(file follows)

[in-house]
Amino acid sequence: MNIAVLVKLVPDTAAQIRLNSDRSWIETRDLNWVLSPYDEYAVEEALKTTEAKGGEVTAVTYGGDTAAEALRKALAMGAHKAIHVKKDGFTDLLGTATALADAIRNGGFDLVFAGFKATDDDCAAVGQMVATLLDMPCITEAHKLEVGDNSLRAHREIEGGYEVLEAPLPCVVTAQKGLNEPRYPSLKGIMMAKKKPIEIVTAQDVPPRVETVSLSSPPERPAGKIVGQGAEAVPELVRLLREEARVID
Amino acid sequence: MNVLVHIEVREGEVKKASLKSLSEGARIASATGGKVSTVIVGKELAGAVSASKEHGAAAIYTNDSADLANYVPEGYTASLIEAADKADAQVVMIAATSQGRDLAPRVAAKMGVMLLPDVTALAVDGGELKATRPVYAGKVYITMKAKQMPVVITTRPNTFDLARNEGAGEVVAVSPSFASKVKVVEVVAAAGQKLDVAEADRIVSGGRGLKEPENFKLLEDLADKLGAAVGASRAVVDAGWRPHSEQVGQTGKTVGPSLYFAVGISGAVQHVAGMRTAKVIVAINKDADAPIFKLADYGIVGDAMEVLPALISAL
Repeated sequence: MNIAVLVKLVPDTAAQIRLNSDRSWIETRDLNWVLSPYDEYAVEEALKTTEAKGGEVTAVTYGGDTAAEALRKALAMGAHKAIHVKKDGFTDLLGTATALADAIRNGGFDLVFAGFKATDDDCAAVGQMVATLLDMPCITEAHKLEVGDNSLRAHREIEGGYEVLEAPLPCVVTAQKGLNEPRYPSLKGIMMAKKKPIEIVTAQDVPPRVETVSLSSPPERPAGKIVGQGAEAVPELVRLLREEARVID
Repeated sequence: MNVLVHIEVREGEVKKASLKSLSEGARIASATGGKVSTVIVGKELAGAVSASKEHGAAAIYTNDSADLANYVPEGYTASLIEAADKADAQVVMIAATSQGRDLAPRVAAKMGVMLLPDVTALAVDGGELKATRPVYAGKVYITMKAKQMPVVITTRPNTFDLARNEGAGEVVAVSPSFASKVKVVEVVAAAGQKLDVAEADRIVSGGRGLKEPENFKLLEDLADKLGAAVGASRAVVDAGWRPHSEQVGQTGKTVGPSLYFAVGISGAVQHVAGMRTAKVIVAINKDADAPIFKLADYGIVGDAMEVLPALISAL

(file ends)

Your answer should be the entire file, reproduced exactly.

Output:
[in-house]
Amino acid sequence: MNIAVLVKLVPDTAAQIRLNSDRSWIETRDLNWVLSPYDEYAVEEALKTTEAKGGEVTAVTYGGDTAAEALRKALAMGAHKAIHVKKDGFTDLLGTATALADAIRNGGFDLVFAGFKATDDDCAAVGQMVATLLDMPCITEAHKLEVGDNSLRAHREIEGGYEVLEAPLPCVVTAQKGLNEPRYPSLKGIMMAKKKPIEIVTAQDVPPRVETVSLSSPPERPAGKIVGQGAEAVPELVRLLREEARVID
Amino acid sequence: MNVLVHIEVREGEVKKASLKSLSEGARIASATGGKVSTVIVGKELAGAVSASKEHGAAAIYTNDSADLANYVPEGYTASLIEAADKADAQVVMIAATSQGRDLAPRVAAKMGVMLLPDVTALAVDGGELKATRPVYAGKVYITMKAKQMPVVITTRPNTFDLARNEGAGEVVAVSPSFASKVKVVEVVAAAGQKLDVAEADRIVSGGRGLKEPENFKLLEDLADKLGAAVGASRAVVDAGWRPHSEQVGQTGKTVGPSLYFAVGISGAVQHVAGMRTAKVIVAINKDADAPIFKLADYGIVGDAMEVLPALISAL
Repeated sequence: MNIAVLVKLVPDTAAQIRLNSDRSWIETRDLNWVLSPYDEYAVEEALKTTEAKGGEVTAVTYGGDTAAEALRKALAMGAHKAIHVKKDGFTDLLGTATALADAIRNGGFDLVFAGFKATDDDCAAVGQMVATLLDMPCITEAHKLEVGDNSLRAHREIEGGYEVLEAPLPCVVTAQKGLNEPRYPSLKGIMMAKKKPIEIVTAQDVPPRVETVSLSSPPERPAGKIVGQGAEAVPELVRLLREEARVID
Repeated sequence: MNVLVHIEVREGEVKKASLKSLSEGARIASATGGKVSTVIVGKELAGAVSASKEHGAAAIYTNDSADLANYVPEGYTASLIEAADKADAQVVMIAATSQGRDLAPRVAAKMGVMLLPDVTALAVDGGELKATRPVYAGKVYITMKAKQMPVVITTRPNTFDLARNEGAGEVVAVSPSFASKVKVVEVVAAAGQKLDVAEADRIVSGGRGLKEPENFKLLEDLADKLGAAVGASRAVVDAGWRPHSEQVGQTGKTVGPSLYFAVGISGAVQHVAGMRTAKVIVAINKDADAPIFKLADYGIVGDAMEVLPALISAL